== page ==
Verses 12-14 read,
“So the band of soldiers and their captain and the officers of the Jews arrested Jesus and bound him. 13 First they led him to Annas, for he was the father-in-law of Caiaphas, who was high priest that year. 14 It was Caiaphas who had advised the Jews that it would be expedient that one man should die for the people.”
When Jesus was arrested, the Sanhedrin had already decided His sentence. They had decided Jesus had to die. But God had decided that long ago and Jesus had chosen to do it. They tied Jesus up as if He were fighting them. And took Him away. Verses 15-16 describe what happened next.
“Simon Peter followed Jesus, and so did another disciple. Since that disciple was known to the high priest, he entered with Jesus into the courtyard of the high priest, 16 but Peter stood outside at the door. So the other disciple, who was known to the high priest, went out and spoke to the servant girl who kept watch at the door, and brought Peter in.”
The other disciple is John, who didn’t referred to himself in his gospel, except by ways such as “the disciple whom Jesus loved.” John and Peter followed Jesus but the rest of the disciples left, scattered and hid. Since John was familiar with the High priest and his household, He was easily able to enter the the home. He didn’t forget his friend, his fellow believer Peter though and also got permission for him to come in. John probably then went all the way to where Jesus was being questioned, while Peter stayed with the servant girl at the door. Peter could have gone all the way in with John to be with Jesus, but he stayed outside.
Peter had, a few hours earlier declared that he would die for Jesus. Less than an hour prior, he had tried to fight to keep Jesus from going to His death. Now, he stood next to a servant girl who asked him with disdain, “You also are not one of this man's disciples, are you?” This passionate impetuous and proud man who had declared Jesus Messiah early on, who had rushed out of the safety of a boat to walk on water with Jesus, and had asked Jesus to wash his whole body not just his feet, said, “I am not.” (Verse 17). He denied following Jesus and it doing so denied Jesus was the Christ. The officers and servants made a charcoal fire and Peter stood with them warming himself. Whatever grief Peter faced then, his fear was larger and his fear made him selfish. He stood with the people who served the priests, the Sanhedrin, and the soldiers who were trying to find a reason to kill his Lord. As zealous for Jesus as Peter had been, he was now vehement for his own reputation. Judas betrayed Jesus for 30 pieces of silver. (Matthew 16:15). Peter denied Him for the comfort of a fire and the company of people, some of whom had been with the group who had arrested Jesus.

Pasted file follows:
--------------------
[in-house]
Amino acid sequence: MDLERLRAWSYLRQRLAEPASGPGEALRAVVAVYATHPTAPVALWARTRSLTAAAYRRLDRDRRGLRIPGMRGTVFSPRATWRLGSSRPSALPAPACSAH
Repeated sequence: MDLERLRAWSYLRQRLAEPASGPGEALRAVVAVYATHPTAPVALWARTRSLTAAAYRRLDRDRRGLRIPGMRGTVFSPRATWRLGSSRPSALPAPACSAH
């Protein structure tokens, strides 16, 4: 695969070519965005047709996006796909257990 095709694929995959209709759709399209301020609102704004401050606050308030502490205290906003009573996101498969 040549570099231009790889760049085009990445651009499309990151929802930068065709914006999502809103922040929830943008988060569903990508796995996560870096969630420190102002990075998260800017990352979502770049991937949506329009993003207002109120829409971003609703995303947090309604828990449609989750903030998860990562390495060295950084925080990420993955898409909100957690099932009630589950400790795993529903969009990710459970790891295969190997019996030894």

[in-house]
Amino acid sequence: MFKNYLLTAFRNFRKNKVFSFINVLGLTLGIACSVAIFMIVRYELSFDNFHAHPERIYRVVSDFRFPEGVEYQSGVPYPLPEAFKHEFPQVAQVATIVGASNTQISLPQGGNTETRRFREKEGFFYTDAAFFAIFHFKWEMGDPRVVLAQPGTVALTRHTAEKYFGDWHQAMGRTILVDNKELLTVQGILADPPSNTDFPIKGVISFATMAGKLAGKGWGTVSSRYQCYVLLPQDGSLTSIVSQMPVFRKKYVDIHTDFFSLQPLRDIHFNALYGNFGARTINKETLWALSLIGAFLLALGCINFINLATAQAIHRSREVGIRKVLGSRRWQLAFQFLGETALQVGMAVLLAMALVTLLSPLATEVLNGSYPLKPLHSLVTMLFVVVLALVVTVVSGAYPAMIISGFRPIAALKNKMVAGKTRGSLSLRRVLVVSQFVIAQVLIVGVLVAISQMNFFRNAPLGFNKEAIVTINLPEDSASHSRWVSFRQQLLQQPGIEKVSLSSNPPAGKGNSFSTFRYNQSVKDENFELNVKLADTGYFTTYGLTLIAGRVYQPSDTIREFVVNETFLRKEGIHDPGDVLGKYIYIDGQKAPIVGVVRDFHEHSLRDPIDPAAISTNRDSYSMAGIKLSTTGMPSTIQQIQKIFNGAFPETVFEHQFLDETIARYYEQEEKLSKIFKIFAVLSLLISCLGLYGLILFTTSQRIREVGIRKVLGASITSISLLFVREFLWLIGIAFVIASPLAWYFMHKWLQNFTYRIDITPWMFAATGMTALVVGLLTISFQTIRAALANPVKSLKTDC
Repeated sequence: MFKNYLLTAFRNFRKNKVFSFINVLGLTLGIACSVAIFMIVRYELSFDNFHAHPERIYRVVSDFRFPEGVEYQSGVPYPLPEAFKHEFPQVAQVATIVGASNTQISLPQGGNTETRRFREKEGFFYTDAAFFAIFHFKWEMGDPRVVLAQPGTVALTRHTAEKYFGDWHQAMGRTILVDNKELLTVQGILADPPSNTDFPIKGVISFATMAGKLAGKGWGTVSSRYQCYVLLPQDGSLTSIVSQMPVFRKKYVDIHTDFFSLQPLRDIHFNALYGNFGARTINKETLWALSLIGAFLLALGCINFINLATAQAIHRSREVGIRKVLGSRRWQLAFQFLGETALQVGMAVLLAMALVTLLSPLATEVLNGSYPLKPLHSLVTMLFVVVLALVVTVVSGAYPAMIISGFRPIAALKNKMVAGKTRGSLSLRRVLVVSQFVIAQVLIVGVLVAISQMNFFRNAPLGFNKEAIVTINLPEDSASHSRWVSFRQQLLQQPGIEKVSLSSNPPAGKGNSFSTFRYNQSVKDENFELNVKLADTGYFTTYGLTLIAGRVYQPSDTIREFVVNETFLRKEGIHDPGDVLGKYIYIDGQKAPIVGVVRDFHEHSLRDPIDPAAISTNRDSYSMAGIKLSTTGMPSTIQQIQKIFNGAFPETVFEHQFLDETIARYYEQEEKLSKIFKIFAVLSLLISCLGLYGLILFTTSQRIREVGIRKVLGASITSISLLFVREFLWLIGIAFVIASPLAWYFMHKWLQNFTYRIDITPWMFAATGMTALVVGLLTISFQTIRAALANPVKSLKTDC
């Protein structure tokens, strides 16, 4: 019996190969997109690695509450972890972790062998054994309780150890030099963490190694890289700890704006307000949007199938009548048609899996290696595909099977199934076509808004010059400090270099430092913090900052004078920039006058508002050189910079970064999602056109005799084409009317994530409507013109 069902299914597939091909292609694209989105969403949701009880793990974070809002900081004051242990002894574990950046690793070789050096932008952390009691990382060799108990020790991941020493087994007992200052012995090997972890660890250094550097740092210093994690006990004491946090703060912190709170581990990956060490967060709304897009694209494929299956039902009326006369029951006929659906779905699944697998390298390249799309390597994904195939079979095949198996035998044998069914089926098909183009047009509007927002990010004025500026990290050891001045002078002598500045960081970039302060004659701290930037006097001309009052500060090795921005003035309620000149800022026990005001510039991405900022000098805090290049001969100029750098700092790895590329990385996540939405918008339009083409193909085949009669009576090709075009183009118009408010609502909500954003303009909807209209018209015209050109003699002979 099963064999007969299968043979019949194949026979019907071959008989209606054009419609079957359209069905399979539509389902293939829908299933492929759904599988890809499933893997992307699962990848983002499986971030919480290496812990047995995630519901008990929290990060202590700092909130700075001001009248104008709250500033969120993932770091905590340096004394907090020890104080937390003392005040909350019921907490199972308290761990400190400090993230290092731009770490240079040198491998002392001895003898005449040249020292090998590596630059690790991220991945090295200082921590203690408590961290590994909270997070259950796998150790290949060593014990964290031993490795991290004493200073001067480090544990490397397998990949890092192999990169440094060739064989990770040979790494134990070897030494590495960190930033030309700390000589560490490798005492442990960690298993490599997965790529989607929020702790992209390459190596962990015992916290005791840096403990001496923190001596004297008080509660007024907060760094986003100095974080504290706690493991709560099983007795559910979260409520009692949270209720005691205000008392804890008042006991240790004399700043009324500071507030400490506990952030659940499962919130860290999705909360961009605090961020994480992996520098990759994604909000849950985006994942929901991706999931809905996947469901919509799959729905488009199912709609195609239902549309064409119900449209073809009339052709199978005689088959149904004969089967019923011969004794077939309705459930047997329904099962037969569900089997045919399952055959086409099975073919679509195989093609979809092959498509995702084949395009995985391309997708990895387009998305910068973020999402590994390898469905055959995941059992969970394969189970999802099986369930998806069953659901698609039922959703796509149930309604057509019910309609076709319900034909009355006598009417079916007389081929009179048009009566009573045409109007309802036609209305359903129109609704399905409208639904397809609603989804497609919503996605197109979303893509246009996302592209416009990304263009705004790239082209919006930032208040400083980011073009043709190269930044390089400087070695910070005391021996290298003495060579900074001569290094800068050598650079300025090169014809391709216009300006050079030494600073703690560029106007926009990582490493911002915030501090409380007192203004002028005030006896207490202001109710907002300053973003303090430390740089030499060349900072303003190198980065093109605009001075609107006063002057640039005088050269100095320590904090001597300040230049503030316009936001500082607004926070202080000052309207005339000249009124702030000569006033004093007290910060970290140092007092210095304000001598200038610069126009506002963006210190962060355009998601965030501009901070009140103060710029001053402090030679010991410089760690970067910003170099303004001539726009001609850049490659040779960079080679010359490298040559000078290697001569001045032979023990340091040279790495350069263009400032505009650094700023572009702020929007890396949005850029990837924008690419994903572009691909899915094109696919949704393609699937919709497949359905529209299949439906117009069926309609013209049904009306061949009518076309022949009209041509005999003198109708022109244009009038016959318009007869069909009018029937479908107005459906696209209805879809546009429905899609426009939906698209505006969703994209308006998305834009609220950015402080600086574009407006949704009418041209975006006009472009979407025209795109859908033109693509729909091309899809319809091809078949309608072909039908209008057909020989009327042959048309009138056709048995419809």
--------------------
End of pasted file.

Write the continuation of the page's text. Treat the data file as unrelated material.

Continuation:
Jesus was inside being questioned by Annas. Verses 20-24 describe it.
“Jesus answered him, “I have spoken openly to the world. I have always taught in synagogues and in the temple, where all Jews come together. I have said nothing in secret. 21 Why do you ask me? Ask those who have heard me what I said to them; they know what I said.” 22 When he had said these things, one of the officers standing by struck Jesus with his hand, saying, “Is that how you answer the high priest?” 23 Jesus answered him, “If what I said is wrong, bear witness about the wrong; but if what I said is right, why do you strike me?” 24 Annas then sent him bound to Caiaphas the high priest.”